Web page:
The Coefficient of Continuity Origin
The Coefficient of Continuity Origin - Building Lore Truth
I was an active builder and remodeler for over twenty years.
I can tell you that customers come in all different varieties as well as sizes. There are your quiet customers, there are the ones that require sedatives, there are some that are happy, there are the bluebloods, and there are the curious pesky customers.
You know this last type for sure. It's the person who lacks the social skills that allow you to notice when someone is busy. Think about this for a moment. Can you imagine the lowest-level employee in a hospital operating room starting to ask a bunch of questions to a brain surgeon just as he is at the most critical part of an operation where full concentration is required? You've seen this person. This person has bothered you once or twice while you're working.
He's the person that wanders up to a group of workers anywhere, looks at what they're doing, and starts to ask questions not caring for a moment that he's interrupting their work causing them to become less productive. He's oblivious to this work slowdown because he just wants his curiosity appetite satisfied.
I had my fair share of these customers and to a degree, I understand their excitement about progress being made on their new house or room addition. But seriously, do you have to stand there like a creeper and then start to ask questions while I'm trying to get stuff done?
Jim Klawitter was my electrician. He's the inventor of the coefficient of continuity. You'd think some famous mathematician was responsible, but you'd be wrong.
One day Jim, his helper, and me and my crew were working on a large room addition project. The husband owner of the house was there and walked in while we were all as busy as beavers. We said hello and just kept talking and working not trying to engage him at all. We knew what could happen.
Then the questions started. We were courteous at first but soon Jim got perturbed. Normally Jim was as placid as a mountain lake shielded from any type of wind. It took lots to get him whipped into a frenzy.
"Tim, when was the last time you checked the coefficient of continuity?" That was the signal that the fun was to begin.
"I did it about an hour ago. Do you think we should check it again?"
"Absolutely. We've got enough wire pulled we can do it."
I dropped what I was doing and started to walk over to a wall outlet electric box getting out a screwdriver from my toolbelt. As I was doing this I glanced at the homeowner. His face transformed from relaxation to one of high alert. I could see the gears spinning in his head. He, like every other customer, had never heard of this building term much less watch a live test be performed in front of him.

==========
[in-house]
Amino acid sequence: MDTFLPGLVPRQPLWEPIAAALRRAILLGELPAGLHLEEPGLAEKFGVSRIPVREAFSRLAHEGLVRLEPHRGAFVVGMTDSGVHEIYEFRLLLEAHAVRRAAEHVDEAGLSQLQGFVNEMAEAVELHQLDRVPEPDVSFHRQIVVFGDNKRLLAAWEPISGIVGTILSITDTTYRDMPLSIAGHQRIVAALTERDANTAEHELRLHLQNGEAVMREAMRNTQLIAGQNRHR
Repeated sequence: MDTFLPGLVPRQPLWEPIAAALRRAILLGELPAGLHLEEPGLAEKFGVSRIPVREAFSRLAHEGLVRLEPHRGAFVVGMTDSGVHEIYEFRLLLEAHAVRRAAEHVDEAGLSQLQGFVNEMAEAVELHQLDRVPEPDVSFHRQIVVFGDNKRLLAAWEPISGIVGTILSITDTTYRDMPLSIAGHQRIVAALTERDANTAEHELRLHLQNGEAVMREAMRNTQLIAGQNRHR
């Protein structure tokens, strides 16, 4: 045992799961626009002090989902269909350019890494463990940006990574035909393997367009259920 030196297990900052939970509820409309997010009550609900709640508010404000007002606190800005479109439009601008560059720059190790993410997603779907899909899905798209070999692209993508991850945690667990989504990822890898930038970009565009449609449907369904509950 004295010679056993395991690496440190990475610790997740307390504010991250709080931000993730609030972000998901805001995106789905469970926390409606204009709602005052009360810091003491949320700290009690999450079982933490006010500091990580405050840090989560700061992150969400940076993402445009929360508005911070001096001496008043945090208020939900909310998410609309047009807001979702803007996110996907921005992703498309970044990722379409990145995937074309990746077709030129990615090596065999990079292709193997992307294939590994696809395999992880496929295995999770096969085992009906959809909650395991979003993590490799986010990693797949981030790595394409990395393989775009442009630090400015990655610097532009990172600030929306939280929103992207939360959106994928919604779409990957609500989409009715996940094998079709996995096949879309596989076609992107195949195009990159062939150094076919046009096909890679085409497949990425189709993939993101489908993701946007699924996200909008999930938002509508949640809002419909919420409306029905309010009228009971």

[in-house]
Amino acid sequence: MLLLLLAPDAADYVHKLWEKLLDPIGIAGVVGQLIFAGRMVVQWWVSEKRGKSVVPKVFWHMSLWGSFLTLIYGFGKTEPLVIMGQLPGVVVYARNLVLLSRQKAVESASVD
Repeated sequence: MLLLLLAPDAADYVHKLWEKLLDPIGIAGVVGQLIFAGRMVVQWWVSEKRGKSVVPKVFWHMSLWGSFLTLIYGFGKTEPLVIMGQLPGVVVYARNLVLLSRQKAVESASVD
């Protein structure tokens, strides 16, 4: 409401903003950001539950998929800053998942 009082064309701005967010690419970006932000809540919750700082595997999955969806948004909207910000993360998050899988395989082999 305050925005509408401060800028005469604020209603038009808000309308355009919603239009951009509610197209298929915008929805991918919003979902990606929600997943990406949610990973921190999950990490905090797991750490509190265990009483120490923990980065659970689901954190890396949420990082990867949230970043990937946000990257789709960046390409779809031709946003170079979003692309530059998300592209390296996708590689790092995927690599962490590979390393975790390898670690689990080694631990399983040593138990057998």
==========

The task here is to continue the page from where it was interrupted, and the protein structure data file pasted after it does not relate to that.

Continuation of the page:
You could tell he was in the fight or flight mode. The questions stopped as he anticipated if the coefficient would be in the acceptable range.
Once at an electrical box I'd pull the stripped wires out and put my screwdriver across the ends of the wires holding them against the tip of my screwdriver with my one hand. The other hand would steady the handle of the screwdriver. I'd then bend over and put the handle of the screwdriver against my ear.
In the meantime, Jim would get out his voltage tester which also did continuity tests. This prank was highly effective against even the smartest engineer, but you had to be careful you didn't pull it on an electrical engineer. He'd see through the ruse immediately.
Once I saw Jim put his two probes on any wires where he was, I'd put my ear to the end of the screwdriver handle.
I'd blurt out, "I'm hearing about 580 hertz. Oh wait, it just peaked at 600."
"Go check the outlet across the room," Jim replied. It didn't matter what we checked or did. We were just trying to whip up a good ol' batch of anxiety.
I'd move to another outlet and mind you the wires in the boxes had not yet been connected to one another or anything. We weren't hearing hertz and we most certainly were not testing the continuity of anything.
"Okay, I'm ready," I'd proclaim with my ear against the end of the screwdriver.
Jim would once again touch his probes to the wires at his ceiling outlet or switch box.
"What are you getting now?"
"I'm at 650 with it peaking at 800!"
Jim would act puzzled. "We need two people testing at the same time."
He'd look at the homeowner and say, "Do you have a few newer screwdrivers with no rust and how's your hearing? Did you play an instrument in your high school band by any chance?"
Every time the homeowner said, "Uh, uh no. Uh, I wasn't in a band and I'm not sure I could hear what's going on. Plus, my screwdrivers are pretty beat up."
The next thing we knew he'd be gone. Once he was out of earshot for sure, we'd all have a pretty good laugh and get back to work.
I urge you to try this prank or a similar one. You need to have self-control and not laugh during the test. But you knew this!